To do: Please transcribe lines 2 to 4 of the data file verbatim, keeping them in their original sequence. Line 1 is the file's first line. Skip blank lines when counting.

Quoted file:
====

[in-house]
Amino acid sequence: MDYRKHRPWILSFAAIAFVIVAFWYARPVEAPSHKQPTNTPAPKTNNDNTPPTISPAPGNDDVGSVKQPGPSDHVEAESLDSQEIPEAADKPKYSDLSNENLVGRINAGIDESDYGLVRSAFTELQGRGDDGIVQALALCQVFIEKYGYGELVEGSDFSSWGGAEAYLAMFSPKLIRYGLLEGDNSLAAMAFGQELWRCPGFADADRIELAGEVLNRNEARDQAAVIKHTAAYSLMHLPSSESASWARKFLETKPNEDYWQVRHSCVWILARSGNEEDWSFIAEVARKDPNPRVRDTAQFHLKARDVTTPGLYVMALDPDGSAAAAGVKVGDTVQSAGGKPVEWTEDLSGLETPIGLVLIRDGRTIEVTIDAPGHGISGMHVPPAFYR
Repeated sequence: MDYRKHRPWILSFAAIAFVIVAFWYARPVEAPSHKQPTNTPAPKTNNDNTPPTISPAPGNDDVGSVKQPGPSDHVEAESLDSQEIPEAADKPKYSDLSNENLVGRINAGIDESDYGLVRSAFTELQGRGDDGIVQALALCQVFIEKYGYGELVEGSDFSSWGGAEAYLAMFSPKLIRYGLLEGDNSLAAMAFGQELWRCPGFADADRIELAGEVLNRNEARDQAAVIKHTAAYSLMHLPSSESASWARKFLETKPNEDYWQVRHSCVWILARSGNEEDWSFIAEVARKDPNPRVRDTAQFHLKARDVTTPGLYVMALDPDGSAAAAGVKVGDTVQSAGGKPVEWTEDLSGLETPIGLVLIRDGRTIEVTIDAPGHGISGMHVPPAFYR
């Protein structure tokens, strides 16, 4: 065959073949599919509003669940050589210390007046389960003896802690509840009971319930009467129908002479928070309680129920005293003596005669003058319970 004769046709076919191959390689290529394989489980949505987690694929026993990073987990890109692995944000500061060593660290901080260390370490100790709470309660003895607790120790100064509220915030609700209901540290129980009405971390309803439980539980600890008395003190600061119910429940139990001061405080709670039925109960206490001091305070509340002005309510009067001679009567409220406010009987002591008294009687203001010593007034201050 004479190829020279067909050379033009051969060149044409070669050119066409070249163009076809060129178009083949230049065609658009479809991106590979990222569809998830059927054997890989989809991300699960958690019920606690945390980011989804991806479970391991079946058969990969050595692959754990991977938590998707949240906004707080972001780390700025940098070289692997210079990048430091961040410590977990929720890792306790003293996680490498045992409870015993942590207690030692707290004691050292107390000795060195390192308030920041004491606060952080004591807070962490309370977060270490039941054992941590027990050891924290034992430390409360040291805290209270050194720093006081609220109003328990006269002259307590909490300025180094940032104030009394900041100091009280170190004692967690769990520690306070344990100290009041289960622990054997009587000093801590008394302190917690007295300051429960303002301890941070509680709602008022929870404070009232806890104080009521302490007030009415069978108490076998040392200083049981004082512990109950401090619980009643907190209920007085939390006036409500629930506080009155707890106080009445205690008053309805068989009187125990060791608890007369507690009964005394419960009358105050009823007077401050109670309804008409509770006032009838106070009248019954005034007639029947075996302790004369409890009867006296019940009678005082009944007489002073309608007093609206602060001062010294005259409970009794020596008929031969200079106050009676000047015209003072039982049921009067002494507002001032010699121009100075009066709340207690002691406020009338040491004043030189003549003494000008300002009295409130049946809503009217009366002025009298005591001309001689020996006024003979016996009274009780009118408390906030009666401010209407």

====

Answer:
Amino acid sequence: MDYRKHRPWILSFAAIAFVIVAFWYARPVEAPSHKQPTNTPAPKTNNDNTPPTISPAPGNDDVGSVKQPGPSDHVEAESLDSQEIPEAADKPKYSDLSNENLVGRINAGIDESDYGLVRSAFTELQGRGDDGIVQALALCQVFIEKYGYGELVEGSDFSSWGGAEAYLAMFSPKLIRYGLLEGDNSLAAMAFGQELWRCPGFADADRIELAGEVLNRNEARDQAAVIKHTAAYSLMHLPSSESASWARKFLETKPNEDYWQVRHSCVWILARSGNEEDWSFIAEVARKDPNPRVRDTAQFHLKARDVTTPGLYVMALDPDGSAAAAGVKVGDTVQSAGGKPVEWTEDLSGLETPIGLVLIRDGRTIEVTIDAPGHGISGMHVPPAFYR
Repeated sequence: MDYRKHRPWILSFAAIAFVIVAFWYARPVEAPSHKQPTNTPAPKTNNDNTPPTISPAPGNDDVGSVKQPGPSDHVEAESLDSQEIPEAADKPKYSDLSNENLVGRINAGIDESDYGLVRSAFTELQGRGDDGIVQALALCQVFIEKYGYGELVEGSDFSSWGGAEAYLAMFSPKLIRYGLLEGDNSLAAMAFGQELWRCPGFADADRIELAGEVLNRNEARDQAAVIKHTAAYSLMHLPSSESASWARKFLETKPNEDYWQVRHSCVWILARSGNEEDWSFIAEVARKDPNPRVRDTAQFHLKARDVTTPGLYVMALDPDGSAAAAGVKVGDTVQSAGGKPVEWTEDLSGLETPIGLVLIRDGRTIEVTIDAPGHGISGMHVPPAFYR
């Protein structure tokens, strides 16, 4: 065959073949599919509003669940050589210390007046389960003896802690509840009971319930009467129908002479928070309680129920005293003596005669003058319970 004769046709076919191959390689290529394989489980949505987690694929026993990073987990890109692995944000500061060593660290901080260390370490100790709470309660003895607790120790100064509220915030609700209901540290129980009405971390309803439980539980600890008395003190600061119910429940139990001061405080709670039925109960206490001091305070509340002005309510009067001679009567409220406010009987002591008294009687203001010593007034201050 004479190829020279067909050379033009051969060149044409070669050119066409070249163009076809060129178009083949230049065609658009479809991106590979990222569809998830059927054997890989989809991300699960958690019920606690945390980011989804991806479970391991079946058969990969050595692959754990991977938590998707949240906004707080972001780390700025940098070289692997210079990048430091961040410590977990929720890792306790003293996680490498045992409870015993942590207690030692707290004691050292107390000795060195390192308030920041004491606060952080004591807070962490309370977060270490039941054992941590027990050891924290034992430390409360040291805290209270050194720093006081609220109003328990006269002259307590909490300025180094940032104030009394900041100091009280170190004692967690769990520690306070344990100290009041289960622990054997009587000093801590008394302190917690007295300051429960303002301890941070509680709602008022929870404070009232806890104080009521302490007030009415069978108490076998040392200083049981004082512990109950401090619980009643907190209920007085939390006036409500629930506080009155707890106080009445205690008053309805068989009187125990060791608890007369507690009964005394419960009358105050009823007077401050109670309804008409509770006032009838106070009248019954005034007639029947075996302790004369409890009867006296019940009678005082009944007489002073309608007093609206602060001062010294005259409970009794020596008929031969200079106050009676000047015209003072039982049921009067002494507002001032010699121009100075009066709340207690002691406020009338040491004043030189003549003494000008300002009295409130049946809503009217009366002025009298005591001309001689020996006024003979016996009274009780009118408390906030009666401010209407």